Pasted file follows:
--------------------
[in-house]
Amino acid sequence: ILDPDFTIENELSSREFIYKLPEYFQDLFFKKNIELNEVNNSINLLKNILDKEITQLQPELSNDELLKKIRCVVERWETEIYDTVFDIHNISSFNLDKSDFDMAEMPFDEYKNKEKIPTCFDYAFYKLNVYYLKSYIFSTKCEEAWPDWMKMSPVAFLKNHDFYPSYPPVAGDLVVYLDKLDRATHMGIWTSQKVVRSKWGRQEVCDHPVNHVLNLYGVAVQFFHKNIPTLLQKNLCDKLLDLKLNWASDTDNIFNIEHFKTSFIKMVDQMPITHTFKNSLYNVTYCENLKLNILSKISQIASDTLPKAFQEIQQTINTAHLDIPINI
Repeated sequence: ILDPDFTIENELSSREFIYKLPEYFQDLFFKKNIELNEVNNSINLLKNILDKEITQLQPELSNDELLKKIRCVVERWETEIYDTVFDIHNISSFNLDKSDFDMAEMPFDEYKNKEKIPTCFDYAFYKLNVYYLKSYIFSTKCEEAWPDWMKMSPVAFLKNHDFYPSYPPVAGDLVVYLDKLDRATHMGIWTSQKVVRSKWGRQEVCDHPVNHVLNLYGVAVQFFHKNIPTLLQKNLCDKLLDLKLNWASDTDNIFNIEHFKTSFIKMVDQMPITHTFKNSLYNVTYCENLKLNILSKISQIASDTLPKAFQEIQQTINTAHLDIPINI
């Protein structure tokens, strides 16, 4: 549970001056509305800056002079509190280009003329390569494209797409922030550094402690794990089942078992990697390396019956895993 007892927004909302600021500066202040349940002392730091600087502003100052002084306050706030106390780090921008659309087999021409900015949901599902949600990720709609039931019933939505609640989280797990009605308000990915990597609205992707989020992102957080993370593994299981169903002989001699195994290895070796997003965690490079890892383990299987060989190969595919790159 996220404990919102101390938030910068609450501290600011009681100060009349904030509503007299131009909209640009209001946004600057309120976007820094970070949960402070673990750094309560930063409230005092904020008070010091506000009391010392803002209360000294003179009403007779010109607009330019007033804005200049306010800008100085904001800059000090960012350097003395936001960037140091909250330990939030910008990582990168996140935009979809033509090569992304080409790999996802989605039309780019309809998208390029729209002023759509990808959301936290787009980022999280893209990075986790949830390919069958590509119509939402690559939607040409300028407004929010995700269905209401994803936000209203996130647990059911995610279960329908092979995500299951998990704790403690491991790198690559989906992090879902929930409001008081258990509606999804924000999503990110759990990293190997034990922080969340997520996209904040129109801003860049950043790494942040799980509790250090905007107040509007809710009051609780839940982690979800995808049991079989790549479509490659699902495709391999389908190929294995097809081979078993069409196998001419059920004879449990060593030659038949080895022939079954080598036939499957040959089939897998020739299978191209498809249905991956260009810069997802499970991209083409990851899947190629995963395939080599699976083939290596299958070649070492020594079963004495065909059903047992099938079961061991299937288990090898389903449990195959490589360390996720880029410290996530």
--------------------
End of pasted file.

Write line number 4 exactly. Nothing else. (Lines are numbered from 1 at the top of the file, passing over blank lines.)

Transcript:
């Protein structure tokens, strides 16, 4: 549970001056509305800056002079509190280009003329390569494209797409922030550094402690794990089942078992990697390396019956895993 007892927004909302600021500066202040349940002392730091600087502003100052002084306050706030106390780090921008659309087999021409900015949901599902949600990720709609039931019933939505609640989280797990009605308000990915990597609205992707989020992102957080993370593994299981169903002989001699195994290895070796997003965690490079890892383990299987060989190969595919790159 996220404990919102101390938030910068609450501290600011009681100060009349904030509503007299131009909209640009209001946004600057309120976007820094970070949960402070673990750094309560930063409230005092904020008070010091506000009391010392803002209360000294003179009403007779010109607009330019007033804005200049306010800008100085904001800059000090960012350097003395936001960037140091909250330990939030910008990582990168996140935009979809033509090569992304080409790999996802989605039309780019309809998208390029729209002023759509990808959301936290787009980022999280893209990075986790949830390919069958590509119509939402690559939607040409300028407004929010995700269905209401994803936000209203996130647990059911995610279960329908092979995500299951998990704790403690491991790198690559989906992090879902929930409001008081258990509606999804924000999503990110759990990293190997034990922080969340997520996209904040129109801003860049950043790494942040799980509790250090905007107040509007809710009051609780839940982690979800995808049991079989790549479509490659699902495709391999389908190929294995097809081979078993069409196998001419059920004879449990060593030659038949080895022939079954080598036939499957040959089939897998020739299978191209498809249905991956260009810069997802499970991209083409990851899947190629995963395939080599699976083939290596299958070649070492020594079963004495065909059903047992099938079961061991299937288990090898389903449990195959490589360390996720880029410290996530």